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NuHeart Heart Wormers For Dogs

 

NuHeart Heartwormers for Dogs up tp 11kg        $12.49 + GST

NuHeart Heartwormers for Dogs 11 to 23kg       $13.49 + GST

 NuHeart Heartwormers for Dogs 23 to 45kg       $14.69 + GST

What is Heartworm Disease

What Is Heartworm Disease?

Heartworm disease is a serious and potentially fatal condition caused by parasitic worms living in the arteries of the lungs and occasionally in the right side of the heart of dogs, cats and other species of mammals, including wolves, foxes, ferrets, sea lions and (in rare instances) humans. Heartworms are classified as nematodes (roundworms) and are filarids, one of many species of roundworms. Dogs and cats of any age or breed are susceptible to infection.

Where is Heartworm Disease?

Naturally acquired heartworm infection in cats and dogs is identified as a worldwide clinical problem. Despite improved diagnostic methods, effective preventives and increasing awareness among veterinary professionals and pet owners, cases of heartworm infection continue to appear in pets around the world.

How Heartworm Happens

Adult female heartworms release their young, called microfilariae, into an animal's bloodstream. Then, mosquitoes become infected with microfilariae while taking blood meal from the infected animal. During the next 10 to 14 days, the microfilariae mature to the infective larval stage within the mosquito. After that, the mosquito bites another dog, cat or other susceptible animal, and the infective larvae enter through the bite wound. It then takes a little over 6 months for the infective larvae to mature into adult worms. In dogs, the worms may live for up to 7 years. Microfilariae cannot mature into adult heartworms without first passing through a mosquito.

What Are the Signs of Heartworm Disease?

For both dogs and cats, clinical signs of heartworm disease may not be recognized in the early stages, as the number of heartworms in an animal tends to accumulate gradually over a period of months and sometimes years and after repeated mosquito bites.

Recently infected dogs may exhibit no signs of the disease, while heavily infected dogs may eventually show clinical signs, including a mild, persistent cough, reluctance to move or exercise, fatigue after only moderate exercise, reduced appetite and weight loss.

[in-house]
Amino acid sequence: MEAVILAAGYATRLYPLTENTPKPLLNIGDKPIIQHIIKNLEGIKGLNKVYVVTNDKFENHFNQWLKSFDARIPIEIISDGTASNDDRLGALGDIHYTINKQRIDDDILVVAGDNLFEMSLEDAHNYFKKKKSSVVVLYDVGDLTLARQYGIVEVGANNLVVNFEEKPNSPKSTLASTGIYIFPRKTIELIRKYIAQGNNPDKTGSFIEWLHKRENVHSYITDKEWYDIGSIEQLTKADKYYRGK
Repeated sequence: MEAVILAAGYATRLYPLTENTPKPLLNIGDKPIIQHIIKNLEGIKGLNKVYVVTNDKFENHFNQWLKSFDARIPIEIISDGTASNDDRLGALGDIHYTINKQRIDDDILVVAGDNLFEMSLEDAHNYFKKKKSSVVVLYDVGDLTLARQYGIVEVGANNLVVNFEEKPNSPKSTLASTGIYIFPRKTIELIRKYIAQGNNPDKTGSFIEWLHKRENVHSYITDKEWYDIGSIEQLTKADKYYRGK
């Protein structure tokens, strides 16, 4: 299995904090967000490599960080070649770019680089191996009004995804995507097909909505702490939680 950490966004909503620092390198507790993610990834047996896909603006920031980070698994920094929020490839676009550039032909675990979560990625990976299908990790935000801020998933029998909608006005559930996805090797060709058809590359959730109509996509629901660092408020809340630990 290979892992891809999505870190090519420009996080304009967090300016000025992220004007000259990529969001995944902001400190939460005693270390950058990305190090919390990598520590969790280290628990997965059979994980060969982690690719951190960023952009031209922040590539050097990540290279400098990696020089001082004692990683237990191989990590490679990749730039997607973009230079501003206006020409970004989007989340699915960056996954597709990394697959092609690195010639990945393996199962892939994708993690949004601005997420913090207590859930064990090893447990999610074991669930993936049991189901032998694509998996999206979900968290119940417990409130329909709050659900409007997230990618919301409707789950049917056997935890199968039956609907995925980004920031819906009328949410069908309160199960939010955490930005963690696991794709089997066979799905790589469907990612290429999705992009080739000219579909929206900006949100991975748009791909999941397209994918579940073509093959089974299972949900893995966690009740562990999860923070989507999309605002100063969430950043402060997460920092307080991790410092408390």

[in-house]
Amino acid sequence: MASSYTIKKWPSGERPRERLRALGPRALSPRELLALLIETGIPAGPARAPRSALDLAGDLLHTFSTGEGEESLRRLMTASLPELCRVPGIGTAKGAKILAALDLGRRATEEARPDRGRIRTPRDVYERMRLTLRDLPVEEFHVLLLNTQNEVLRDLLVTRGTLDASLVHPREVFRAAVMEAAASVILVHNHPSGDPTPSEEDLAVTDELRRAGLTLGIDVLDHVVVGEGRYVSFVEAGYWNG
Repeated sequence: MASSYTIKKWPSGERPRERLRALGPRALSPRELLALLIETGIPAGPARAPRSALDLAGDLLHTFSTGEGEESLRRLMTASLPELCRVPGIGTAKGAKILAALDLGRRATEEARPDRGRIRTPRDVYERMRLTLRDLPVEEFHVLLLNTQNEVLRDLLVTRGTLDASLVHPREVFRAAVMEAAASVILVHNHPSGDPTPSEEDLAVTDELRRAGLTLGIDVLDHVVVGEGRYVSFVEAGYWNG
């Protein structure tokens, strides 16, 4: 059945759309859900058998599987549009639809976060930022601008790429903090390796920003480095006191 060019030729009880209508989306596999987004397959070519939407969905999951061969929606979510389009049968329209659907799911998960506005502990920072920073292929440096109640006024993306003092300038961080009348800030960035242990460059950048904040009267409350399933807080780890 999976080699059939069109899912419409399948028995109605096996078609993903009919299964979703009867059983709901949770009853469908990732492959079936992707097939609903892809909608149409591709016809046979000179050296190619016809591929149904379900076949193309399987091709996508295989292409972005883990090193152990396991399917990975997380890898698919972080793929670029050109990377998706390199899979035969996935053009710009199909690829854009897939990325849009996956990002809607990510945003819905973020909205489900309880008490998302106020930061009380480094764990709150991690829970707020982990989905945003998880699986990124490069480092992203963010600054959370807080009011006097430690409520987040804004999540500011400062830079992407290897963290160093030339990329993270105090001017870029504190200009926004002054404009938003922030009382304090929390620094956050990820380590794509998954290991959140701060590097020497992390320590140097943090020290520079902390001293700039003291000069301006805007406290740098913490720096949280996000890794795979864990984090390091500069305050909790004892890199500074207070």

Cats may exhibit clinical signs that are very non-specific, mimicking many other feline diseases. Chronic clinical signs include vomiting, gagging, difficulty or rapid breathing, lethargy and weight loss. Signs associated with the first stage of heartworm disease, when the heartworms enter a blood vessel and are carried to the pulmonary arteries, are often mistaken for feline asthma or allergic bronchitis, when in fact they are actually due to a syndrome newly defined as Heartworm Associated Respiratory Disease (HARD).

How Do You Detect Heartworm Disease?

Heartworm infection in apparently healthy animals is usually detected with blood tests for a heartworm substance called an "antigen" or microfilariae, although neither test is consistently positive until about seven months after infection has occurred.

Heartworm infection may also occasionally be detected through ultrasound and/or x-ray images of the heart and lungs, although these tests are usually used in animals already known to be infected.

Prevention

Because heartworm disease is preventable, pet owners should take steps to talk to their veterinarian about how to best protect their pets from this dangerous disease. Heartworm prevention is safe, easy and inexpensive. While treatment for heartworm disease in dogs is possible, it is a complicated and expensive process, taking weeks for infected animals to recover. There is no effective treatment for heartworm disease in cats, so it is imperative that disease prevention measures be taken for cats.

There are a variety of options for preventing heartworm infection in both dogs and cats, including daily and monthly tablets and chewables, monthly topicals and a six-month injectable product available only for dogs. All of these methods are extremely effective, and when administered properly on a timely schedule, heartworm infection can be completely prevented. These medications interrupt heartworm development before adult worms reach the lungs and cause disease.

Treatment